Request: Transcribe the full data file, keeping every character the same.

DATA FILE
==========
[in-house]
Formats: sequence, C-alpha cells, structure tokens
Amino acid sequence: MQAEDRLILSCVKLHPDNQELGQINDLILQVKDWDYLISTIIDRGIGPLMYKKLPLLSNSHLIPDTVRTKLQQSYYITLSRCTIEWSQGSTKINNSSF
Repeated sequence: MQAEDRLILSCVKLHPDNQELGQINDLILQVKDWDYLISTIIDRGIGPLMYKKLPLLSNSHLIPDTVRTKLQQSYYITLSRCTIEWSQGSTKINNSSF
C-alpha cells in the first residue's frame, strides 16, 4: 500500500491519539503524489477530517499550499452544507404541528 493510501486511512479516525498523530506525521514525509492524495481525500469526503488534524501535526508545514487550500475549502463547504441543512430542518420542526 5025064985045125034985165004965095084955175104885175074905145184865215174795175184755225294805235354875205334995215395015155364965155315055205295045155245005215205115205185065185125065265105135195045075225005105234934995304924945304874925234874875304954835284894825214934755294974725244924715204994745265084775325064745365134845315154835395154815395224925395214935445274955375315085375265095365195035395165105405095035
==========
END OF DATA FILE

[in-house]
Formats: sequence, C-alpha cells, structure tokens
Amino acid sequence: MQAEDRLILSCVKLHPDNQELGQINDLILQVKDWDYLISTIIDRGIGPLMYKKLPLLSNSHLIPDTVRTKLQQSYYITLSRCTIEWSQGSTKINNSSF
Repeated sequence: MQAEDRLILSCVKLHPDNQELGQINDLILQVKDWDYLISTIIDRGIGPLMYKKLPLLSNSHLIPDTVRTKLQQSYYITLSRCTIEWSQGSTKINNSSF
C-alpha cells in the first residue's frame, strides 16, 4: 500500500491519539503524489477530517499550499452544507404541528 493510501486511512479516525498523530506525521514525509492524495481525500469526503488534524501535526508545514487550500475549502463547504441543512430542518420542526 5025064985045125034985165004965095084955175104885175074905145184865215174795175184755225294805235354875205334995215395015155364965155315055205295045155245005215205115205185065185125065265105135195045075225005105234934995304924945304874925234874875304954835284894825214934755294974725244924715204994745265084775325064745365134845315154835395154815395224925395214935445274955375315085375265095365195035395165105405095035